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Astronauts honored at Walt Disney World

Educator-astronaut Barbara Morgan stands in front of a still-covered plaque installed in her honor at Walt Disney World's Mission: SPACE attraction at Epcot. More photographs below.

September 11, 2007

— More than fifty years ago, rocket scientist Wernher von Braun worked with Walt Disney on a series of animated TV specials with the goal of exciting the American public about space exploration.

Half a century later, NASA is still partnering with Disney, and on Monday (Sept. 10), it was the crew of the shuttle Endeavour that took the spotlight at the Epcot and Magic Kingdom theme parks in Florida.

"It is so appropriate that we are here at Epcot, where our founder Walt Disney's dreams come true. We are standing before Mission: SPACE — what better place to think about [their] accomplishments than right here," James MacPhee, vice president of Walt Disney Parks, said.

The ceremonies honoring the seven astronauts began outside Epcot's space-themed attraction, Mission: SPACE, where educator-turned-mission specialist Barbara Morgan was singled out for her achievements.

"We are also standing in front of the Wall of Honor, where we've paid tribute to astronauts who have traveled before us and today's a very special day, because we're honoring our newest dreamer, Barbara Morgan," stated MacPhee. Together with NASA Assistant Administrator for Education Joyce Winterton, MacPhee welcomed Morgan, who, with the accompaniment of a Disney-style countdown complete with billowing smoke and silver confetti, revealed a glass plaque etched with her inspirational message.

"I do have some words to share, and they say, 'Reach for your dreams, the sky is no limit.'" said Morgan.

The plaque, which hangs along a wall with similar quotes from moonwalker Neil Armstrong, astronomer Carl Sagan, aviator Charles Lindbergh and President John F. Kennedy, was placed next to one honoring teacher in space Christa McAuliffe, for whom Morgan served as back-up on the ill-fated 1986 space shuttle Challenger mission.

Morgan spoke to about the plaque.

"I think it is great and it is quite honoring, and more than anything, I just thank Disney for honoring exploration and education. This is not a me thing, this honors all teachers, students, space explorers and my crewmates," she said.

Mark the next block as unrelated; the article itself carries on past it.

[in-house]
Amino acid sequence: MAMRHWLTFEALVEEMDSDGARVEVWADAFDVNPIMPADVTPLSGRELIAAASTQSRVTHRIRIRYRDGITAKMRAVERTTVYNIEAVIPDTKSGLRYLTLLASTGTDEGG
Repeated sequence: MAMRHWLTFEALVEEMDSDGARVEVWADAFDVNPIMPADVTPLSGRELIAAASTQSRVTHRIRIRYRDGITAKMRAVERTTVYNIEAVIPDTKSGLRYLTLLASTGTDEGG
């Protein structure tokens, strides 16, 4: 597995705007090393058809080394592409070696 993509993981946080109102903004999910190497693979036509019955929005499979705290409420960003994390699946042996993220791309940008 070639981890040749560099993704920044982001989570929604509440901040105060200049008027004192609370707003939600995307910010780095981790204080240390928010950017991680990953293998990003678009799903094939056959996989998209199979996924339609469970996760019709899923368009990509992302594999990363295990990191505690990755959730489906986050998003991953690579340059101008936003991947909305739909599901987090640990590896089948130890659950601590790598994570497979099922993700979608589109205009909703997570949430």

"And, it really is pretty neat."

Morgan also thought that the partnership between NASA and Disney was "wonderful."

"First of all, you know they inspire kids to dream and to imagine and it takes dreaming and imagination to make all this stuff happen. They're also keen on education and do a lot for and with [it]. You can't do space exploration without good education. They go hand in hand. You have to have educated folks and dreamers, imaginers who can put all of this together," said Morgan.

Morgan's STS-118 commander, Scott Kelly, agreed.

"Disney is known as a company that can package science and education very well [and] make it exciting, especially with the rides that they have, to try to educate the public," he told collectSPACE. "I think between NASA performing these missions and Disney's experience with outreach and public image and how many people they get through this park — I mean it is an incredible number of people every year — it's kind of a good relationship."

While still at Epcot, the crew — which also included pilot Charles "Scorch" Hobaugh and mission specialists Dave Williams, Tracy Caldwell, Rick Mastraccio and Al Drew — participated in a live webcast with local students and met with park visitors. Later that afternoon, the entire crew was celebrated with a procession down Magic Kingdom's Main Street USA, where, despite a rain shower, guests lined the street waving American flags.

"I was pretty excited knowing that we were going to come out here," Caldwell said. "I wish that we had more time to explore the whole park and to see the other ways in which Disney is capturing the imagination of the people who visit here."

"Partnering up with Disney I think is a very smart idea. It is one of the best ways to bring something as complicated and sometimes as technical as space and space travel and space exploration to the American public in a way that not only excites them but it answers their questions and presents it in a way that everyone can appreciate. They don't have to be geeks like the rest of us to really get into it. They can experience the fun parts of it," she continued.

"Disney is just so good at capturing imagination," Caldwell said, "and we need that if we are going to get everybody's participation in something as difficult as space travel."

The activities at the Walt Disney World Resort marked the first public appearance by the STS-118 crew since landing on Aug. 21 following a 13 day mission to the International Space Station. While on orbit, Endeavour's crew installed a truss segment, delivered supplies, and, given Morgan's presence, participated in three live educational downlinks with students in classrooms and at science centers.

Click on thumbnails to enlarge
Barbara Morgan, before and after revealing her plaque on the Wall of Honor at Epcot's Mission: SPACE attraction.
Morgan, Disney's VP of Epcot Jim MacPhee and Dr. Joyce Winterton, NASA's administrator for education, take part in a smoke-enhanced countdown revealing Morgan's plaque.
The plaque reads: Reach for your dreams, the sky is no limit.
The crew of STS-118 answer students questions during a live webcast from Epcot's Base21 Siemens VIP Center.
The crew take a stroll down the Magic Kingdom's Main Street.

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